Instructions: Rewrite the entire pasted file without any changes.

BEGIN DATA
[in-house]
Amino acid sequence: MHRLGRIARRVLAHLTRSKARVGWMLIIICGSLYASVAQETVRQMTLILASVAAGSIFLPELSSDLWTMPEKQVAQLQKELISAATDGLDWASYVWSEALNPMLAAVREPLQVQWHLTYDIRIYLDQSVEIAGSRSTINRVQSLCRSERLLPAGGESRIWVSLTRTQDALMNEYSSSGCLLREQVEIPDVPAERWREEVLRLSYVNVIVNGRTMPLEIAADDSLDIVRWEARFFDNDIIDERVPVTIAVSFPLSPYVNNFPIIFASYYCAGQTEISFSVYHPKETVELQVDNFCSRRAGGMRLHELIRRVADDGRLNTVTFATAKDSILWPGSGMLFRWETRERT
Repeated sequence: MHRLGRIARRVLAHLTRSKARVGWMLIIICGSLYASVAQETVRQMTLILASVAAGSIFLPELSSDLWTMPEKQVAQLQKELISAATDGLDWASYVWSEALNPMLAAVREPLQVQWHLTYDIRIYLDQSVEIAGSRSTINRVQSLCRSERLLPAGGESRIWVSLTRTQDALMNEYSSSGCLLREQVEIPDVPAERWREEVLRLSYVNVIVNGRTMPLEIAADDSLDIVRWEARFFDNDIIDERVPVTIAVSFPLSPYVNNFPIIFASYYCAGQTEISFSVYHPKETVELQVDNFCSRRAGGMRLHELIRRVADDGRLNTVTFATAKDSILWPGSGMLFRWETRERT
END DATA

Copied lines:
[in-house]
Amino acid sequence: MHRLGRIARRVLAHLTRSKARVGWMLIIICGSLYASVAQETVRQMTLILASVAAGSIFLPELSSDLWTMPEKQVAQLQKELISAATDGLDWASYVWSEALNPMLAAVREPLQVQWHLTYDIRIYLDQSVEIAGSRSTINRVQSLCRSERLLPAGGESRIWVSLTRTQDALMNEYSSSGCLLREQVEIPDVPAERWREEVLRLSYVNVIVNGRTMPLEIAADDSLDIVRWEARFFDNDIIDERVPVTIAVSFPLSPYVNNFPIIFASYYCAGQTEISFSVYHPKETVELQVDNFCSRRAGGMRLHELIRRVADDGRLNTVTFATAKDSILWPGSGMLFRWETRERT
Repeated sequence: MHRLGRIARRVLAHLTRSKARVGWMLIIICGSLYASVAQETVRQMTLILASVAAGSIFLPELSSDLWTMPEKQVAQLQKELISAATDGLDWASYVWSEALNPMLAAVREPLQVQWHLTYDIRIYLDQSVEIAGSRSTINRVQSLCRSERLLPAGGESRIWVSLTRTQDALMNEYSSSGCLLREQVEIPDVPAERWREEVLRLSYVNVIVNGRTMPLEIAADDSLDIVRWEARFFDNDIIDERVPVTIAVSFPLSPYVNNFPIIFASYYCAGQTEISFSVYHPKETVELQVDNFCSRRAGGMRLHELIRRVADDGRLNTVTFATAKDSILWPGSGMLFRWETRERT